Physical exercise can help to improve the severity of movement-related symptoms and the quality of life in people with Parkinson’s Disease. Findings from the first Cochrane review of the available evidence found that any type of structured exercise is better than none.

The Cochrane Movement Disorders review looked at 156 randomised controlled trials comparing physical exercise with no physical exercise or with different types of exercise, and it included a total of 7,939 people from around the world, making it the largest and most comprehensive systematic review to study the effects of physical exercise in people with Parkinson’s Disease. 

The review from Cochrane, a collaboration of independent, international experts, was led by Dr Elke Kalbe, Professor of Medical Psychology at the University of Cologne, Germany. It found that physical exercise ranging from dance, water-based exercise, strength and resistance exercise and endurance exercise, to tai chi, yoga and physiotherapy, made mild to large improvements to the severity of movement-related (‘motor’) symptoms and quality of life. 

“Parkinson’s Disease is a progressive disorder of the nervous system that mostly affects people over 60,” said Professor Kalbe. “Symptoms begin gradually and include movement problems such as trembling, stiffness, slowness of movement and balance, and lack of coordination. People can also have emotional and mood problems, fatigue, sleep problems and cognitive difficulties. Parkinson’s Disease cannot be cured, but the symptoms can be relieved, and physiotherapy or other forms of exercise may help too. Until now it has been unclear whether some types of exercise work better than others. We wanted to find out what exercise works best to improve movement and quality of life.”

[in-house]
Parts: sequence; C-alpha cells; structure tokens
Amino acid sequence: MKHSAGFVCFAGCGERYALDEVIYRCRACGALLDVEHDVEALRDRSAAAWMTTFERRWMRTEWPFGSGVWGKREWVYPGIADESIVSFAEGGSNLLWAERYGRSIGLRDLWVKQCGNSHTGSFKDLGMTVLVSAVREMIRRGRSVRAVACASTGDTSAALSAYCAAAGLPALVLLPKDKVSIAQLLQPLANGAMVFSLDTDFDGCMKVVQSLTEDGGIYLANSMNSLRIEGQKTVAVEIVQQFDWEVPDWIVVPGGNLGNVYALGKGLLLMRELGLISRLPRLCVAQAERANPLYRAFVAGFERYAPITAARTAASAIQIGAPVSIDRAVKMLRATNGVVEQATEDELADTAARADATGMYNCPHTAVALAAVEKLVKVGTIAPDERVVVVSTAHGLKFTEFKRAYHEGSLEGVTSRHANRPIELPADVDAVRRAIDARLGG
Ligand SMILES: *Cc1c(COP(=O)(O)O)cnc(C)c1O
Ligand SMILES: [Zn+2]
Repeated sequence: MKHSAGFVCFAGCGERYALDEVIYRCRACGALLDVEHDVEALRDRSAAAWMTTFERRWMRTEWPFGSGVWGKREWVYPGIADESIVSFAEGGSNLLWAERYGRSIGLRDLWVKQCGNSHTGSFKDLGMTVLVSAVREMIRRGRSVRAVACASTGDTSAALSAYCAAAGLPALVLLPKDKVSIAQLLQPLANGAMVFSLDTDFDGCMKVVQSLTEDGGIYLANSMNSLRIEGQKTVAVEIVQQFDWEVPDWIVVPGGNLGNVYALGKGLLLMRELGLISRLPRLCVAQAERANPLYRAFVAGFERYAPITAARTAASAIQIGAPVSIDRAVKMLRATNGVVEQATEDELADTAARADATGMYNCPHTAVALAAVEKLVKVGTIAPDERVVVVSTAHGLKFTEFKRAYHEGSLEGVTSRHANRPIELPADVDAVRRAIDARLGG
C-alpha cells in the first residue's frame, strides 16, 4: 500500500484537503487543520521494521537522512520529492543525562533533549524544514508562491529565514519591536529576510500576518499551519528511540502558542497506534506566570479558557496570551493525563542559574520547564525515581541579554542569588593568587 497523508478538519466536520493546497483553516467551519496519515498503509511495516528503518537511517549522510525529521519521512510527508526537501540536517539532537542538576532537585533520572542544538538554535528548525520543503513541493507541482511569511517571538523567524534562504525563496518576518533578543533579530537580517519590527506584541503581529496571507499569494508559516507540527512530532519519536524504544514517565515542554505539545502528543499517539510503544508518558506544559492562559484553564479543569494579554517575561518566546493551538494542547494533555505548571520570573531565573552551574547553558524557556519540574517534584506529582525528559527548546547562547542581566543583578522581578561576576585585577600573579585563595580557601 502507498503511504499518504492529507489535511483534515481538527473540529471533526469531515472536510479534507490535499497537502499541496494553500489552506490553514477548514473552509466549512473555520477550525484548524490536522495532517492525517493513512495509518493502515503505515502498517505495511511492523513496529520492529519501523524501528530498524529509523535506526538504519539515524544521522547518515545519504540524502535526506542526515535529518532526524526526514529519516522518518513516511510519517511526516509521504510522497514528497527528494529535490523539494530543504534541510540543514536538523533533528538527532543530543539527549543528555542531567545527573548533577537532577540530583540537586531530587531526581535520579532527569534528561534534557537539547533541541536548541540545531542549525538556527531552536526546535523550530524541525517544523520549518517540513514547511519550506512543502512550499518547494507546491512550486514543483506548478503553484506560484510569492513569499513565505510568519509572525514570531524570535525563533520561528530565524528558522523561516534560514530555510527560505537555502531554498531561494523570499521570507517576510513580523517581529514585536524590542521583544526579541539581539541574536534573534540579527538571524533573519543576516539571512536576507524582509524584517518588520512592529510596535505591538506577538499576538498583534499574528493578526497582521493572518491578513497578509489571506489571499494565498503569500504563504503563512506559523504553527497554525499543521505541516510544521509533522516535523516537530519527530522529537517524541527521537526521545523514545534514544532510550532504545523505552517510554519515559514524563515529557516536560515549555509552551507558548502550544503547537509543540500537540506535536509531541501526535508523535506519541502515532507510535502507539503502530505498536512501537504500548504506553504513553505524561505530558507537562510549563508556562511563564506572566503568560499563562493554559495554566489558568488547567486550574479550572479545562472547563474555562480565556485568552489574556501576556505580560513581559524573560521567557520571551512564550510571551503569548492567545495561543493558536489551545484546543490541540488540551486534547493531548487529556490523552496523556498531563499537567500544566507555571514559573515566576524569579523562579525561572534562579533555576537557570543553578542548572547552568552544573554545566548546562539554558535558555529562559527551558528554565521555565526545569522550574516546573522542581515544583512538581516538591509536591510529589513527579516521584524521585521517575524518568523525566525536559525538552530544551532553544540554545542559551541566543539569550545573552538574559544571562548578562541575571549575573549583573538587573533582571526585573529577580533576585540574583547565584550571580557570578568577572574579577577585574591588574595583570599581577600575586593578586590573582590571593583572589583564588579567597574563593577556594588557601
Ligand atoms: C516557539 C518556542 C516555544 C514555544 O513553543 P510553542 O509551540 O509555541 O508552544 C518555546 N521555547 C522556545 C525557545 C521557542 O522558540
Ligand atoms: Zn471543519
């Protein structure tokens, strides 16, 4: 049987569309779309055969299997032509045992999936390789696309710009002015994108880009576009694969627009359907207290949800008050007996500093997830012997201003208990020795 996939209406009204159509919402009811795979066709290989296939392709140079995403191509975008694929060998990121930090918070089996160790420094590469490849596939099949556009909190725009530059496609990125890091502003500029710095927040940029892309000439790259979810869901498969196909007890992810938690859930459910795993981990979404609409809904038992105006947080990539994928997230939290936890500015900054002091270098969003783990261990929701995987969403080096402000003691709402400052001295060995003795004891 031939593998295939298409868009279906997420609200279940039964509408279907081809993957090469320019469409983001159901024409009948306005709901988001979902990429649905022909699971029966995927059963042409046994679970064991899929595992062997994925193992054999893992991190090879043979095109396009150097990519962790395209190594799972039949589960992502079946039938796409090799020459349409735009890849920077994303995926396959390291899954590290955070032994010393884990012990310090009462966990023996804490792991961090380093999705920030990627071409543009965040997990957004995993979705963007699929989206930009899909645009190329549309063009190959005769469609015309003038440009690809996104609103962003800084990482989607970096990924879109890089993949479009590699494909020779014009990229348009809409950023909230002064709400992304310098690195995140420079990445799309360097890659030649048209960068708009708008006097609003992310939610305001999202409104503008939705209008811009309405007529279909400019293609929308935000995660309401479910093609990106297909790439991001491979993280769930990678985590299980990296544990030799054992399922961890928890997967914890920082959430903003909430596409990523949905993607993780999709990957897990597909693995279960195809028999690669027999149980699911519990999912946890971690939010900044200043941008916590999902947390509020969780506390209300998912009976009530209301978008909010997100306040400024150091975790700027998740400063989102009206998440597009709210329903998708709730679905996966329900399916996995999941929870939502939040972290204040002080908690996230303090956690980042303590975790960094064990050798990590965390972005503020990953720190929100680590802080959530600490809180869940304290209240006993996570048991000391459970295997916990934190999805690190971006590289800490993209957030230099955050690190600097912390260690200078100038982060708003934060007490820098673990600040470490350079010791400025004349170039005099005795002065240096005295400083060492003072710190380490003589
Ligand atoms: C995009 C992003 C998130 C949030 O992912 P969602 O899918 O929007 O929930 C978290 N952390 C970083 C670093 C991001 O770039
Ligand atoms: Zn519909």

The average age of the participants in the studies included in the review was between 60 and 74 years. Most had mild to moderate disease and no major impairment of their thinking processes. The review found that most types of exercise worked well for the participants compared to no physical exercise.

The first author of the review, Mr Moritz Ernst, is a member of Cochrane Haematology and deputy head of the working group on Evidence-based Medicine, which is led by co-author of the study, Professor Nicole Skoetz, at University Hospital Cologne. He said: “We observed clinically meaningful improvements in the severity of motor symptoms for most types of exercise. These included dancing, training to improve gait, balance and movement, multi-exercise training, and mind-body training.  

“We saw similar benefits in the severity of motor symptoms for water-based training, strength and resistance training, and endurance training, but the estimates of improvement were rather imprecise, meaning that we are not as confident in saying that these improvements are clinically meaningful.

“For the effects on quality of life, we observed clinically meaningful beneficial effects for water-based training, and effects that are probably clinically meaningful for several types of exercise, such as endurance training, mind-body training, training to improve gait, balance and movement and multi-exercise training. Again, these estimates were rather imprecise.”